Home  »  The Haunters and the Haunted  »  By ARNOLD BENNETT

Rhys, Ernest, ed. (1859–1946). The Haunters and the Haunted. 1921.

VIII. The Ghost of Lord Clarenceux


IN the chair which stood before the writing-table in the middle of the room sat the figure of Lord Clarenceux. The figure did not move as I went in; its back was towards me. At the other end of the room was the doorway, which led to the small bedroom, little more than an alcove, and the gaze of the apparition was fixed on this doorway. I closed the door behind me and locked it, and then stood still. In the looking-glass over the mantelpiece I saw a drawn, pale, agitated face, in which all the trouble in the world seemed to reside; it was my own face. I was alone in the room with the ghost—the ghost which, jealous of my love for the woman it had loved, meant to revenge itself by my death. The ghost, did I say? I looked at it; no one would have taken it for an apparition. Small wonder that till the previous evening I had never suspected it to be other than a man. It was dressed in black; it had the very aspect of life. I could follow the creases in the black coat, the direction of the nap of the silk hat. How well by this I knew the faultless black coat and that impeccable hat! Yet it seemed that I could not examine them too closely. I pierced them with the intensity of my fascinated glance. Yes, I pierced them, for, showing faintly through the coat, I could discern the outline of the table which should have been hidden by the man’s figure, and through the hat I could see the handle of the French window.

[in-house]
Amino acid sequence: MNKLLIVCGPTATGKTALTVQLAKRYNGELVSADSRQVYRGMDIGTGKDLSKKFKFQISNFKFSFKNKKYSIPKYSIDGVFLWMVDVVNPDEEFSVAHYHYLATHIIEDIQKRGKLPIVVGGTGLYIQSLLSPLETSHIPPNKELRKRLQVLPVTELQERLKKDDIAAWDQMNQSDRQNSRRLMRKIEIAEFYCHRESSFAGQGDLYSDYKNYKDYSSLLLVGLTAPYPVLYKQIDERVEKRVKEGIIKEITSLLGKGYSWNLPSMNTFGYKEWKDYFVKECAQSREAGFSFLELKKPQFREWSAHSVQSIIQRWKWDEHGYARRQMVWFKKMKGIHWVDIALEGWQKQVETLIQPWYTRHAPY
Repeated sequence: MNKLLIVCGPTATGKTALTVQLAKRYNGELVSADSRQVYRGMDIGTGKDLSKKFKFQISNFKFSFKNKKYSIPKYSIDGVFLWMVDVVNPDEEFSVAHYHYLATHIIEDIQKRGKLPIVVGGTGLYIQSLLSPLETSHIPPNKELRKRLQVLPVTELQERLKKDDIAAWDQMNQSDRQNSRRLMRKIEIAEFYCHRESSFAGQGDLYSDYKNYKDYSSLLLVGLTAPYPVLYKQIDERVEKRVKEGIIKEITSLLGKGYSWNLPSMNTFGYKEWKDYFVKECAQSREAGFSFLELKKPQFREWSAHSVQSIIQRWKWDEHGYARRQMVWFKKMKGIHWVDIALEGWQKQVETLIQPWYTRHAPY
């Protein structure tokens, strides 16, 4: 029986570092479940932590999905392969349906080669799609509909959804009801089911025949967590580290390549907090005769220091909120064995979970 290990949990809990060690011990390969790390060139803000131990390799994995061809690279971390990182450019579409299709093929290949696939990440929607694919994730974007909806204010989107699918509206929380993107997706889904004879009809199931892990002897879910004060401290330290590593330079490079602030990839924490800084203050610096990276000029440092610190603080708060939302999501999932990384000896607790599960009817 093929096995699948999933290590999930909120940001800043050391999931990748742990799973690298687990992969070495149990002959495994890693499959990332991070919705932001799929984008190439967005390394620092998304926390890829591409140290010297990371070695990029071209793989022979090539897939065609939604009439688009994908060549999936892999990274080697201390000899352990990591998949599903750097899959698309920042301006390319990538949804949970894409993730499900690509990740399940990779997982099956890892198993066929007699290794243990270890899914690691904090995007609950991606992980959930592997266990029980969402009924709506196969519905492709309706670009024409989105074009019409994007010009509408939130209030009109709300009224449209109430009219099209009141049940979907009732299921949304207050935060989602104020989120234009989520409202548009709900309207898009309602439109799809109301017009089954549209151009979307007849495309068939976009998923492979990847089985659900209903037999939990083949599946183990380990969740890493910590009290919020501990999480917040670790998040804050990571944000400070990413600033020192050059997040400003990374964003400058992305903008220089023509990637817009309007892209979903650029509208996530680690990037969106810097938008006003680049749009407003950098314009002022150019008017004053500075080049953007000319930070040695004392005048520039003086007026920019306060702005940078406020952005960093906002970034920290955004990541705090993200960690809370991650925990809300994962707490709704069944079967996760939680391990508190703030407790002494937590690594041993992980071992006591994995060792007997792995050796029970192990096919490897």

As I stood motionless there, solitary in the glow of the electric light with this fearful visitor, I began to wish that it would move. I wanted to face it—to meet its gaze with my gaze, eye to eye, and will against will. The battle between us must start at once, I thought, if I was to have any chance of victory, for, moment by moment, I felt my resolution, my manliness, my mere physical courage slipping away.

But the apparition did not stir. Impassive, remorseless, sinister, it was content to wait, well aware that all suspense was in its favour. Then I said to myself that I would cross the room and so attain my object. I made a step and drew back, frightened by the quite sound of a creaking board. Absurd! but it was quite a minute before I dared to move another step. I had meant to walk straight across to the other door, passing in my course close by the occupied chair. I did do not so; I kept round by the wall, creeping on tiptoe, and my eye never leaving the figure in the chair. I did this in spite of myself, and the manner of my action was the first hint of my ultimate defeat.